Standard Strats® have a neck radius of 9.5 inches. I have set up my strings on my Strat® to have a radius of 10 inches when measured with a GW Understring Radius Gauge. The top of the low E string on my set of 9s is 5mm above the top of one tremolo mounting screw while the top of the high E string is 4.5mm above the top of the other tremolo mounting screw. Larger neck radius values can be accomodated EITHER by raising the tremolo bridge screws very slightly and lowering all the saddles very slightly OR decreasing the neck angle and lowering all the saddles very slightly. Smaller radius values can be accomodated by increasing the neck angle very slightly and raising all the saddles very slightly to compensate. The distances of stretchable string behind the nut must match the instrument that the strings have been optimised for in order to get the best for in-tune trem chords. Any changes to tremolo mounting screws and neck angle should be carried out by an experienced guitar technician. Please do email questions including requests for sets designed for extreme radius values to info@kempstrings.com.

Is the intonation different for Kemp Strings in comparison to regular strings? What about 3 saddle vintage style Telecaster bridges?
Yes. Setting the saddles positions for correct intonation in standard tuning after installing Kemp Strings means the low E, A, D and G strings will be close to equal. This is actually a proof that the strings are very close to being exactly equal in terms of sensitivity to player control. This feature is also happens to be handy for vintage Telecaster (uncompensated) bridge designs that have pairs of strings on three saddles.

I have a locking birdge and conventional nut. Do I want Kemp Strings optimised for Strat® or for locking systems?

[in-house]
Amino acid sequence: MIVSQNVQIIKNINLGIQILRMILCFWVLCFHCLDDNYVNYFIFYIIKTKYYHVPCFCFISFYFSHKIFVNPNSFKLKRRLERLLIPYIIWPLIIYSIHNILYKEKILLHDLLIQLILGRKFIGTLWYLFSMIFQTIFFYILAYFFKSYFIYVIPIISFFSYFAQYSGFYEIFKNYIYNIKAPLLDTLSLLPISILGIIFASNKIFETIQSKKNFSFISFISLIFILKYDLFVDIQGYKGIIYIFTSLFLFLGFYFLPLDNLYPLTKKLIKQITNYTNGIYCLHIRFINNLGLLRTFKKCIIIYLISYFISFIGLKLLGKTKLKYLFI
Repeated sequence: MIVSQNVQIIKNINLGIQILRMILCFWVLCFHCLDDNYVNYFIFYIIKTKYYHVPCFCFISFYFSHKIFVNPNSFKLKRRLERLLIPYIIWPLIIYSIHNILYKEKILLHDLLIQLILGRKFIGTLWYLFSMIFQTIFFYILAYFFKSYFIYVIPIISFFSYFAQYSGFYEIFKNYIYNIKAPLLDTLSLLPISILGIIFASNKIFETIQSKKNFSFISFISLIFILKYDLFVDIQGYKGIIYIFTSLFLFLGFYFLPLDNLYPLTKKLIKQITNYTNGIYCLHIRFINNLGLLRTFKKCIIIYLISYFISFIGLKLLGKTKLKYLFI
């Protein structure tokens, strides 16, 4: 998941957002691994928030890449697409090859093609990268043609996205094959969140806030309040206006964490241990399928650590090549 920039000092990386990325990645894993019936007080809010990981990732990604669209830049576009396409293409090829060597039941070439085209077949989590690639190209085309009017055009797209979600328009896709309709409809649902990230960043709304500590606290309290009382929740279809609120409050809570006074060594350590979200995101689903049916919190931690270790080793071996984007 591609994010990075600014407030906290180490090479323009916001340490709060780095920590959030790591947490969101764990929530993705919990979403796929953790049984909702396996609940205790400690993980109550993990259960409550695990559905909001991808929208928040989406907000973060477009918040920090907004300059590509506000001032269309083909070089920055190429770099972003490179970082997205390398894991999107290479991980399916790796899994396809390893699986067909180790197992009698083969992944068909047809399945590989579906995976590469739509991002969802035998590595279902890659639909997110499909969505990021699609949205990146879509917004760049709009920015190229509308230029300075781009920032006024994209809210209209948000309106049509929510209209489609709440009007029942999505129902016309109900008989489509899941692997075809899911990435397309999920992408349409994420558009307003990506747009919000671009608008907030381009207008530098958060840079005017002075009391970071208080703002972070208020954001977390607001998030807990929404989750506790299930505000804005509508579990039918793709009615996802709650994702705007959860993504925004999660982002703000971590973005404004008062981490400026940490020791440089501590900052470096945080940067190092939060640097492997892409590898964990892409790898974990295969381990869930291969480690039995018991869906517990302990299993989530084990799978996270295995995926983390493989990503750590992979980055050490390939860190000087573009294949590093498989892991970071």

You want to use the strings optimised for Strat® if the distance of strechable string behind the conventional nut for the low E, A, D and G strings fans as on standard Strat®. Original Floyd Rose® bridges have a radius of 12 inches with the (removable) factory shim in place and this is compatible with Kemp Strings optimised for Strat® if a standard nut is in place.

Can I use Kemp Strings in different tunings like Drop D?
You can use Kemp Strings in different tunings but the trem chords won’t be in tune unless the strings have been designed for that tuning. D standard (DGCFAD) works well for trem chords with standard tuning Kemp Strings as the lowest pitch four strings are in fourths. Please email info@kempstrings.com if you would like enquire about availability of strings for specific tunings.

If a set is optimised for Strat® or optimised for locking systems, does that mean they must be used on that sort of guitar?
No. The feature that will be of greatest use to the majority of players is that Kemp Strings have unprecidented matching of sensitivity for conventional pitch bends (and this isn’t nearly as sensitive to individual instruments as the trem chords aspect).

Strat® is a registered trademark of Fender Musical Instrument Corporation (FMIC)which is not affiliated with Kemp Strings.
Floyd Rose® is a registered trademark of Floyd Rose Marketing, Inc., which is not affiliated with Kemp Strings.